The most important thing that you can do to ensure the viability of your program is to include students in the planning process! Their answers to key questions may be different than your own. Ask yourself (and your students): Who is your audience, and from their perspective is the program fun? Does your program help build community? Does your program leverage our students’ amazing abilities (e.g., tap their creativity in all its forms)? Does your program support our students’ health and wellness?
In terms of practical matters, ensure that you have the appropriate technology to support your program. Look first to the tools already at your disposal and supported by Cornell IT (e.g., Canvas, Chatter, Campus Groups). Also consider whether you will need oversight and moderation of any posts or comments, and if so ensure that you have adequate staffing.
What other institutions might I look to for models of virtual programming?
Resources for Instructors
Newsletters, websites, and best practices
Educause Quarterly. Best practices in online learning.
Boettcher. Ten Best Practices for Teaching Online
Grant and Thornton. Best Practices in Undergraduate Adult-Centered Online Learning
MERLOT. The Multimedia Educational Resource for Learning and Online Teaching.
The Quality Matters eLearning Marketplace is a free, searchable database built to serve the broad QM community with an easy-to-use eLearning product/service directory organized within the 8 general standards of the rubric as well as by user and product categories.
Utilizing social media to increase quality of discussion
PEPnet offers free online courses. Of interest are the courses on accessibility for deaf and hard of hearing students.
Faculty Focus online publication with valuable information for faculty, academic deans, and department chairs.
Quality Matters (QM) faculty-centered, peer review-based process that is designed to certify the quality of online courses and online components. QM rubrics are downloadable.Teaching Online Pedagogical Repository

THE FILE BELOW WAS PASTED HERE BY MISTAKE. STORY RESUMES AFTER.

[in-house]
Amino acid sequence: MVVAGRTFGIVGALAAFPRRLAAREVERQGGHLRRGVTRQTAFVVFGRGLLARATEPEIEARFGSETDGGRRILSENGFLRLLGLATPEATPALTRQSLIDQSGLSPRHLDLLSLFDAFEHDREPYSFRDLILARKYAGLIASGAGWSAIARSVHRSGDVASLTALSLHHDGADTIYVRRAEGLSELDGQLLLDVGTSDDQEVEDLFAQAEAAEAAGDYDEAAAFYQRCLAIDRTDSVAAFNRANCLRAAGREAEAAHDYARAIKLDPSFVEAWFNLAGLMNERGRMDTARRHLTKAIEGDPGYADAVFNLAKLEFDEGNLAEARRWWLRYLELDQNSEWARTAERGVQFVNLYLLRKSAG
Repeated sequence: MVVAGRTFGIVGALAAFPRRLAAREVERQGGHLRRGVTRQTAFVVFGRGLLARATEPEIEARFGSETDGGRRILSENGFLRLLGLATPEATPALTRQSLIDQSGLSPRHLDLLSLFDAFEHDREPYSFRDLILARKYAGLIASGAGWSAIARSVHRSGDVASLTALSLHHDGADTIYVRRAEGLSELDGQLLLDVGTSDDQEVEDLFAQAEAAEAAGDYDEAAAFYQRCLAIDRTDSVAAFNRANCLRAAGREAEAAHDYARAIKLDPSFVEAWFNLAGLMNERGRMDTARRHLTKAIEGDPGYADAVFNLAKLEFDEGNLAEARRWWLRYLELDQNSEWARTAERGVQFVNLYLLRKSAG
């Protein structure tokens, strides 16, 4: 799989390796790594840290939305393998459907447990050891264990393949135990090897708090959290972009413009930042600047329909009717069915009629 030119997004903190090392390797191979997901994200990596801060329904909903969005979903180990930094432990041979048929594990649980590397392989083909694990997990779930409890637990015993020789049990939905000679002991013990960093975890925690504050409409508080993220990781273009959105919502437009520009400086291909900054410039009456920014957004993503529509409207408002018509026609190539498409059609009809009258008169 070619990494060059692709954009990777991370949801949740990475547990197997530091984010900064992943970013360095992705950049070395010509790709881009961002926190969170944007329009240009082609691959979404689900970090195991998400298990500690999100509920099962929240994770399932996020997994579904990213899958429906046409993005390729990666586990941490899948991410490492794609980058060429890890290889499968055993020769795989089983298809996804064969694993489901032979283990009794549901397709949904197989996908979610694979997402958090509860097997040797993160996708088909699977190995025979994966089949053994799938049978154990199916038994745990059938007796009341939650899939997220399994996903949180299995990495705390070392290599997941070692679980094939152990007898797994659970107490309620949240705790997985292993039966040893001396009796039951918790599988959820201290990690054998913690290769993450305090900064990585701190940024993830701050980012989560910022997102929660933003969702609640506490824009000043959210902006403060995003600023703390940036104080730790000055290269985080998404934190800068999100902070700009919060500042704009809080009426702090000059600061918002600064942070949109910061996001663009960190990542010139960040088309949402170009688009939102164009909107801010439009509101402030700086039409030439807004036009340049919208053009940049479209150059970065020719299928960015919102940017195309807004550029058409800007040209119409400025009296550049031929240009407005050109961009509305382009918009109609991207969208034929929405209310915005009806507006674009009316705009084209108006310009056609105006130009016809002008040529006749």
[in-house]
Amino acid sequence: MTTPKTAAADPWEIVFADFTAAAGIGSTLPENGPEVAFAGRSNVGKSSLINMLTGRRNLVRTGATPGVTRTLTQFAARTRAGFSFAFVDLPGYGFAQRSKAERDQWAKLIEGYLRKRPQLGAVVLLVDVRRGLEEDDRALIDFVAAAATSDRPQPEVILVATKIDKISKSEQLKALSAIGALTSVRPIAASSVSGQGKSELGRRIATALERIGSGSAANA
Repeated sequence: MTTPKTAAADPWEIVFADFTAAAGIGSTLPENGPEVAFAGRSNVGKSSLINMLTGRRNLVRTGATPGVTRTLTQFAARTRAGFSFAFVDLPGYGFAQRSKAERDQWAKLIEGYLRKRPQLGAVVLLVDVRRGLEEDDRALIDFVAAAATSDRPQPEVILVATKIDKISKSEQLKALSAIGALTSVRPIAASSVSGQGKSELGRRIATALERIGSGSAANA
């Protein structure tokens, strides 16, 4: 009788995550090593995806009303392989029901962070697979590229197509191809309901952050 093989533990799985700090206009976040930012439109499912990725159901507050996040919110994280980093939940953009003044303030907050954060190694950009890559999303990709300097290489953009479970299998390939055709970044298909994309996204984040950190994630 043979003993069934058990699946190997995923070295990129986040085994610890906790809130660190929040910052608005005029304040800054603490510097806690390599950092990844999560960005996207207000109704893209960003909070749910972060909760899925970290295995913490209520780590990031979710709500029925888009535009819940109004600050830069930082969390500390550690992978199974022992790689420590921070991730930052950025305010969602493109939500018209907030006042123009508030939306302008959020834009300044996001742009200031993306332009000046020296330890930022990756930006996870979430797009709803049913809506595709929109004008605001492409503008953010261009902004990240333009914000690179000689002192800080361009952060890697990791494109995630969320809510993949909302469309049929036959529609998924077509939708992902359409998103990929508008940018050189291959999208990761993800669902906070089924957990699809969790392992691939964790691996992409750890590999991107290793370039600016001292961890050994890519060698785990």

External Resources for Support
When you start developing your programming concepts, please check out these additional external resources to extend your knowledge and skills in virtual engagement.
Is there anywhere online where I can share ideas and learn from others about how higher education is engaging virtually with their community?
There are many ways to connect with others to ask and share ideas during this time. Here are a couple communities and resource-sharing opportunities you may find valuable:
- Facebook Group: “The Virtual Event Ideas Community” | Let's stay connected and engaged! The Virtual Event Ideas Community is a place to share best practices in creating, marketing, and hosting virtual events, telecommuting tips, and it is a place to share ideas about how YOU are staying connected to your colleagues and students.
- Facebook Group: “Higher ed and the coronavirus” | “In this group you can ask others questions, tell stories about how your college or university is reacting to the virus, and share practical tips with members.”
- Crowdsourcing: COVID-19 Crowdsourcing (remote learning, community building, etc.). A higher education-specific page to exchange ideas and resources in specific areas. For example, two resources listed are Virtual Team builders and a Spring 2020 Presence Free Engagement Guide.
What are some creative ways to engage virtually?
Here are some resources specifically geared toward engaging activities with college students.